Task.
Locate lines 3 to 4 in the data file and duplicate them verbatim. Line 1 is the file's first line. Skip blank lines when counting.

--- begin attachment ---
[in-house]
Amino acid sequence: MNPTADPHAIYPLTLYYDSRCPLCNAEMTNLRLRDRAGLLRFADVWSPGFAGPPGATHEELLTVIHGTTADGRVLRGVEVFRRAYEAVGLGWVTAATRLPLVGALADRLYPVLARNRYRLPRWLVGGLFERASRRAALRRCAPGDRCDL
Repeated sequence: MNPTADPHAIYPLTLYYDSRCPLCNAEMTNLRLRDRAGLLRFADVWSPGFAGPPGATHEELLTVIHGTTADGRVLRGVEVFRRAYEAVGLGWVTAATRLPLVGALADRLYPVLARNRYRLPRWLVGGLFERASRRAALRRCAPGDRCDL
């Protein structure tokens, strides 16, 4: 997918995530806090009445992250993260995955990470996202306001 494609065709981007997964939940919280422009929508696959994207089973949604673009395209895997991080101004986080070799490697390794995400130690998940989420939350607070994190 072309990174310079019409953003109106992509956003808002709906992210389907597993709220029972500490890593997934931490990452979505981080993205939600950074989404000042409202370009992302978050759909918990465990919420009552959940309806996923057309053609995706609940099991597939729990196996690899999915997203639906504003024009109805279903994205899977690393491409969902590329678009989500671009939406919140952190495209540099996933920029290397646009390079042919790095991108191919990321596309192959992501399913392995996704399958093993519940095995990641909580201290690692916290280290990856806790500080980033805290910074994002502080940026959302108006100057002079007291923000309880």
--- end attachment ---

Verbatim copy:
Repeated sequence: MNPTADPHAIYPLTLYYDSRCPLCNAEMTNLRLRDRAGLLRFADVWSPGFAGPPGATHEELLTVIHGTTADGRVLRGVEVFRRAYEAVGLGWVTAATRLPLVGALADRLYPVLARNRYRLPRWLVGGLFERASRRAALRRCAPGDRCDL
């Protein structure tokens, strides 16, 4: 997918995530806090009445992250993260995955990470996202306001 494609065709981007997964939940919280422009929508696959994207089973949604673009395209895997991080101004986080070799490697390794995400130690998940989420939350607070994190 072309990174310079019409953003109106992509956003808002709906992210389907597993709220029972500490890593997934931490990452979505981080993205939600950074989404000042409202370009992302978050759909918990465990919420009552959940309806996923057309053609995706609940099991597939729990196996690899999915997203639906504003024009109805279903994205899977690393491409969902590329678009989500671009939406919140952190495209540099996933920029290397646009390079042919790095991108191919990321596309192959992501399913392995996704399958093993519940095995990641909580201290690692916290280290990856806790500080980033805290910074994002502080940026959302108006100057002079007291923000309880």